Moel Siabod - Snowdonia day walk
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At 872m Moel Siabod just loses out on a place amongst the Welsh 3000's. However, its prominent position, standing away from the other main Snowdonia ranges, nevertheless gives it the feel of a "proper mountain". If you were going to draw a mountain you may well draw Moel Siabod!
Depending on the weather and the desires of the group we have a couple of options for our ascent. We can begin through a forest, or we could take a direct path straight up via deserted quarry buildings. Either way, we will ultimately find ourselves at the foot of an impressive ridge which offers walking or scrambling to the summit. Don't let the idea of scrambling put you off - this is a great place to try it for the first time as a few steps to the left will immediately find yourself back on two feet!
From the summit (where if the weather is kind the views are truly superb) we will descend the gentle slope toward Plas y Brenin, before heading to a pub of cafe for well earned refreshments.
Why not make a weekend of it?
On the same weekend we have several other events taking place in north Wales, so why not book some accommodation and join us for multiple adventures:
What to bring
Water: bring at least two litres in a water bottle, or better still, a hydration bladder
Medicines: if you have hay fever, diabetes, minor ailments etc.
Day Rucksack: typically 20-30 litres, they are comfortable to wear and allow you to use your arms freely
Waterproof bags: keep spare clothing, electronics and anything else dry even when your rucksack leaks by using Ziploc type food bags or, better still, outdoor activity waterproof bags
Boots: waterproof and breathable hiking boots with good ankle support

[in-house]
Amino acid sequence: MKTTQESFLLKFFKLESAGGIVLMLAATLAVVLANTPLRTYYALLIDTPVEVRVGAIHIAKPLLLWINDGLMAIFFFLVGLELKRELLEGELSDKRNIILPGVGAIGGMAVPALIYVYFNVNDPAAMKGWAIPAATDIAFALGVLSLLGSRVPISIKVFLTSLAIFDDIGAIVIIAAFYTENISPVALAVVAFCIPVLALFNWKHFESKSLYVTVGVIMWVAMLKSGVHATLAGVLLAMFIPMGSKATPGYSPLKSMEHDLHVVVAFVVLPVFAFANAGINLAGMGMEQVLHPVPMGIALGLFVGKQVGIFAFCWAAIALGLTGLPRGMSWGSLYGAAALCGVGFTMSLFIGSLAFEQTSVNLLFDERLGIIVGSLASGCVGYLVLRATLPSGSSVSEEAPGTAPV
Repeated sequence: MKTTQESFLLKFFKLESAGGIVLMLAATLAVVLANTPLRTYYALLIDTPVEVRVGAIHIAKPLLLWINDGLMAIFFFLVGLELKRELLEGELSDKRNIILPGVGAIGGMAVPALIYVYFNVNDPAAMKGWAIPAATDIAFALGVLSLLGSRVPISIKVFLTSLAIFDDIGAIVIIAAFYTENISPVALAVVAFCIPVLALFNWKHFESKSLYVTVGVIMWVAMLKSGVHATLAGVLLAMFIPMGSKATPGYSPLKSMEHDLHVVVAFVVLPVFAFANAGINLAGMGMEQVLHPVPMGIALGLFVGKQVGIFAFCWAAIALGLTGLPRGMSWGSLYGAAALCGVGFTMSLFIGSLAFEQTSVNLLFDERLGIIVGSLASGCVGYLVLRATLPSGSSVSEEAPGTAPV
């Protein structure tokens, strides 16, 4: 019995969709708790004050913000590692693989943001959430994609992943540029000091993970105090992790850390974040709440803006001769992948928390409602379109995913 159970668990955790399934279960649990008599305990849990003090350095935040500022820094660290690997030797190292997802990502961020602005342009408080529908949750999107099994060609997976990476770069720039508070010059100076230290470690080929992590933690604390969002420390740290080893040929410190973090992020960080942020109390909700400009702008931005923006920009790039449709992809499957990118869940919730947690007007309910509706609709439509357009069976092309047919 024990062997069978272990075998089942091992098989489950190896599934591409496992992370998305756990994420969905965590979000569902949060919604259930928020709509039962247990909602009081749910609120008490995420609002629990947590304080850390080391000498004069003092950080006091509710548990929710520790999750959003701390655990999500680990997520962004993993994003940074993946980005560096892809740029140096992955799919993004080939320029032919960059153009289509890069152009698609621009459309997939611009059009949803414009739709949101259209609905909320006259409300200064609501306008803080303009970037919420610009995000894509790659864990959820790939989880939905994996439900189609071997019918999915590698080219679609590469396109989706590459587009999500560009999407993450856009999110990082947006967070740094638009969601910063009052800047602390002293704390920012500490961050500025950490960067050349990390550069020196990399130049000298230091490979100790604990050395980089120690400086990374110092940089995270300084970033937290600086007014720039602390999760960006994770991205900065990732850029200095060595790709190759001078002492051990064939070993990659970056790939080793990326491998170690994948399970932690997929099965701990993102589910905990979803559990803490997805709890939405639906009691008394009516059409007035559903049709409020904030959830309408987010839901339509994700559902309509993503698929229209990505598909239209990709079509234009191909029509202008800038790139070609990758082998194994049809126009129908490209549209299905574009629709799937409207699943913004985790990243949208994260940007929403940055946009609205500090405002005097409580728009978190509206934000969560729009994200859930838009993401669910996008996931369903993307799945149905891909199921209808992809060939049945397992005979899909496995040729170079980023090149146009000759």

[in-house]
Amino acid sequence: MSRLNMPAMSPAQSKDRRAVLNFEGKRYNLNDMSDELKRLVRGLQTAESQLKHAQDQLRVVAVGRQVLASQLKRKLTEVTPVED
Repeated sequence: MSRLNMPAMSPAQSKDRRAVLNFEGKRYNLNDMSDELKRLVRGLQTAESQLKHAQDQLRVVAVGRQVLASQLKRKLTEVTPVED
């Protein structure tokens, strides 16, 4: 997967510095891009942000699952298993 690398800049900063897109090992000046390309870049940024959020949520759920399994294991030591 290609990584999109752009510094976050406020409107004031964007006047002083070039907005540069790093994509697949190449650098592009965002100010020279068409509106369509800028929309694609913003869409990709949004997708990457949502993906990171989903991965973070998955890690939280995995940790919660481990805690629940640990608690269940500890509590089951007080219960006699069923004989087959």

Gaiters: recommended for wet weather or boggy conditions
Socks: proper walking socks will keep your feet dry and help prevent blisters, and carry a spare, dry pair
Walking Poles: always optional, love them or hate them, but give them a try and decide for yourself
Layered clothing: lets you quickly adapt to changes in the weather and body temperature. Go for a base layer (vest or t-shirt) and a mid layer (a micro fleece or shirt) and in cooler weather add an outer layer (a windproof jacket or thick fleece)
Trousers: no jeans as they become heavy and cold in the rain, breathable fabrics are more comfortable and dry and on warm days shorts are OK
Waterproof jacket: essential when hiking in all but the calmest of weather, breathable fabrics are more comfortable and dry.
Gloves: Windproof, or better still, waterproof gloves are the best choice, bring a spare pair if expecting rain.
Hat or cap: stay warm in winter and shaded in summer
Sunglasses: for any sunny day, even in winter
Sun cream: can be useful even on cloudy and winter days
Snacks: bring biscuits, energy bars, gels, bananas, chocolate or dried fruit for example and put them somewhere easy to get hold of
Lunch: bring a packed lunch unless otherwise stated
Emergency equipment: the walk leader will bring any emergency equipment required for the group, but you are welcome to bring any that you have, such as additional high energy food, a survival bag, a whistle, a medical kit, a torch and something to make fire (either storm proof matches or a firelighter
Map and compass: the walk leader will have these, but if you like map reading or want to develop your skills, bring yours along
Mobile Phone: keep it in a waterproof bag for use in emergencies, and a spare battery/charger is a good idea
Food & drink
You will need a packed lunch, snacks and drinks for during the walk - you should ideally carry at least 1 litre of water.
At the end of the walk there will be an optional pub or cafe visit.